When the yeast cell deviates from its optimal functioning pH range (5.0–4.3), they can become sluggish and slow the reduction of off flavors acetaldehyde (green apple) and diacetyl (butter) during maturation. The production of these are normal in the early stages of fermentation but given the proper conditions they will convert them. The diacetyl will be reabsorbed and enzymatically transformed into the essentially flavorless compounds acetoin and 2,3-butanediol. While these compounds have a similar flavor to diacetyl, the flavor threshold of them is much higher, making it difficult for the palate to detect. The vast majority of acetaldehyde will be converted to alcohol, bringing the concentration below the flavor threshold.

The yeast will need to invest energy in pumping in or out hydrogen ions to maintain optimal intracellular pH. In doing so, the cells may excrete glycogen. Glycogen is a more complex branched version of amylopectin. It has more α-1-6 bonds than starch and may cause chill haze in the final product.7 In addition to producing these off flavors and clarity issues, a pH that is too high will also hinder the yeast to clean up these by-products. It will slow the reduction of diacetyl and acetaldehyde, and foster the production of higher molecular weight fusel alcohols.8

Like malt, yeast too has tremendous buffering capability, though it is important to give it the best chance possible. In some respect, it is best to be on the lower side during fermentation. Aside from inhibiting some bacterial growth, a lower pH makes for ease of filtration. If using gelatin or isinglass fining agents, a low pH beer will enhance the ability of the positively charged material to bind with the negatively charged yeast and flocculate to the bottom of the fermentation vessel.

Fermenter fining agents such as isinglass and gelatin behave differently than kettle finings. Most proteins at the <5 pH of fermented beer are positively charged and while these collagen-related fining agents have no effect on these ions, they do have an effect on protein-tannin reaction. Often, haze found in beer is not the cause of protein alone but from proteins bonding with tannins. It is tannins that these fining agents bind with and flocculate, bringing the proteins with.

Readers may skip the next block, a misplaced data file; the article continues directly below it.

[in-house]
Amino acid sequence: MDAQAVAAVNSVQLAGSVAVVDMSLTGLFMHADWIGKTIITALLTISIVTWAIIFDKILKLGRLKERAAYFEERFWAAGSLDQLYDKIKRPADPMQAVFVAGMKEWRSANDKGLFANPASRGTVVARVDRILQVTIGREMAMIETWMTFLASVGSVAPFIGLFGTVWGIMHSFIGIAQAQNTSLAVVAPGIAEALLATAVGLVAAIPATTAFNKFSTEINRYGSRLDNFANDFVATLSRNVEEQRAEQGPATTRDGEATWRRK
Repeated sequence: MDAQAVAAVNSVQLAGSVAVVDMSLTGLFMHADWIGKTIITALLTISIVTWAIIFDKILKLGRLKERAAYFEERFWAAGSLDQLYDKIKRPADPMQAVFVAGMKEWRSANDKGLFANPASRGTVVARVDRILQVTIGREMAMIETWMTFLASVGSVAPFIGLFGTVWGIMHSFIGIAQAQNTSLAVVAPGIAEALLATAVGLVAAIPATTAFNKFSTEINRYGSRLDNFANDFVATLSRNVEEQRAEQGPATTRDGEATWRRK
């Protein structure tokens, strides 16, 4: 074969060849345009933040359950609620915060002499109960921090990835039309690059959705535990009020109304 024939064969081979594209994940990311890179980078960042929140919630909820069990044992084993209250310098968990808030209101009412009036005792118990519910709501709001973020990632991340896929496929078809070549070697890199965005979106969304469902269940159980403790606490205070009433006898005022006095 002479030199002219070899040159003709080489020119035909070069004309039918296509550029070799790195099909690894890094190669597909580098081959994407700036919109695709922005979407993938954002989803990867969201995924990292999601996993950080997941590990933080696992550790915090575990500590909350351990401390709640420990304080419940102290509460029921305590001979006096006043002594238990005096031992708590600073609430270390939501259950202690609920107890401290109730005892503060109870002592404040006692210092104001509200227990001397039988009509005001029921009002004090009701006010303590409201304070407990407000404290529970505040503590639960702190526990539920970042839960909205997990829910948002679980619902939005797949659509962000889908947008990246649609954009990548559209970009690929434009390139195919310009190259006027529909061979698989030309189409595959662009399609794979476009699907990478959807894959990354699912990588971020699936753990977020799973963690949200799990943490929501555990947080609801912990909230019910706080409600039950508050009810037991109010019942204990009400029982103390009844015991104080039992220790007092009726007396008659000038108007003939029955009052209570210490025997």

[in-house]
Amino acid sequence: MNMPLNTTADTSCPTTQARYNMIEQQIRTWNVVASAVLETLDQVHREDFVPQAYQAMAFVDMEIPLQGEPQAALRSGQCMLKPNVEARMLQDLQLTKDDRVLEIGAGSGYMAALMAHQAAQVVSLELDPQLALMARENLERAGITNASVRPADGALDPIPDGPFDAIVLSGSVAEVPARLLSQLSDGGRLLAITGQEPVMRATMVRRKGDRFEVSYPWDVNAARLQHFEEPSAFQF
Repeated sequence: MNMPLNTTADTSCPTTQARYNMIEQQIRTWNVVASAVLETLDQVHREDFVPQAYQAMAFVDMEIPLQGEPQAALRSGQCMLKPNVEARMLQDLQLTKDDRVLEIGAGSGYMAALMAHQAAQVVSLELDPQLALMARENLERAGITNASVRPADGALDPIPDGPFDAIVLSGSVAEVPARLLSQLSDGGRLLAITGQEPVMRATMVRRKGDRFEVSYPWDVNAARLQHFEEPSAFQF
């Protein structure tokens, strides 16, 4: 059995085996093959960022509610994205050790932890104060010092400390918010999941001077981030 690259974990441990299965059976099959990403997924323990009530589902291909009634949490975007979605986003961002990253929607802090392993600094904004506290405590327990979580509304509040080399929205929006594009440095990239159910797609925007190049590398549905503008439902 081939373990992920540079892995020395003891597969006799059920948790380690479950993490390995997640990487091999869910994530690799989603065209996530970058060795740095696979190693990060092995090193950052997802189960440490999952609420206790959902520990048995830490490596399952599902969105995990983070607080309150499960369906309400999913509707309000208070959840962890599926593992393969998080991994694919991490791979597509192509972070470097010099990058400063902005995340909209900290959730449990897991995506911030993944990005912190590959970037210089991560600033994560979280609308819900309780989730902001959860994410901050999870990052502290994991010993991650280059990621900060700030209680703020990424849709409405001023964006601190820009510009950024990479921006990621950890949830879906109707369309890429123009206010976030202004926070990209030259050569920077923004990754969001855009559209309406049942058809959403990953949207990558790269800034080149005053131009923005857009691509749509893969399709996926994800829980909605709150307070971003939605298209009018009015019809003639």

Though there are mechanisms that increase hop-resin solubility on the hot-side production, a reduction in solubility of alpha acids can be seen during fermentation. As the pH falls, these alpha acid compounds will adhere to matter and will float to the top as kräusen or to the bottom as trub.4 If a smooth bitterness is desired, this should be removed by skimming, utilizing a blow off tube, and/or dumping from the bottom of the tank.6

A final pH should be taken after the beer has been crashed and all yeast and trub has been discarded as to make sure there is little deviation from the final day of fermentation. Yeast autolysis will raise the pH. A target pH of ~4.4 is good for most styles. Above 4.6 in finished beer will enhance chalk/alkaline components and the beer will come off as cloying.


Even by the time the beer reaches our glasses our concern for proper pH is not over. pH affects flavor perception in a big way. A high pH can make beer seem dull while a lower pH can make it seem more refreshing and crisp. For most craft beer that range is between 4.3 and 4.6 for an uncarbonated sample. Adjunct beers can sometimes be lower because they lack the buffering capacity that all-malt beers do. I have personally taken pH samples of a very popular adjunct ale that was 3.9. Sour beers, of course will have a pH much lower.


1 Martin Brungard PE. D. “Water Chemistry. ” Bru’n Water
2 Fix and Fix. “An Analysis of Brewing Techniques”
3 “Low-Tech Mash.” Master Brewers Association of the Americas Brewing.
4 Kunze, Narziss. “How pH Affects Brewing.” Braukaiser Online Index
5 John Palmer and Colin Kaminski. “Water; A Comprehensive Guide for Brewers.” Brewers Publications
6 Wolfgang Kunze. “Technology Brewing and Malting” 3rd edition
7 Elisabeth Steiner, Thomas Becker, Martina Gastl “Turbidity and Haze Formation in Beer” Journal of The Institute of Brewing
8 Chris White and Jamil Zainasheff. “Yeast; A Practical Guide to Beer Fermentation.” Brewers Publications

Issue: December 2018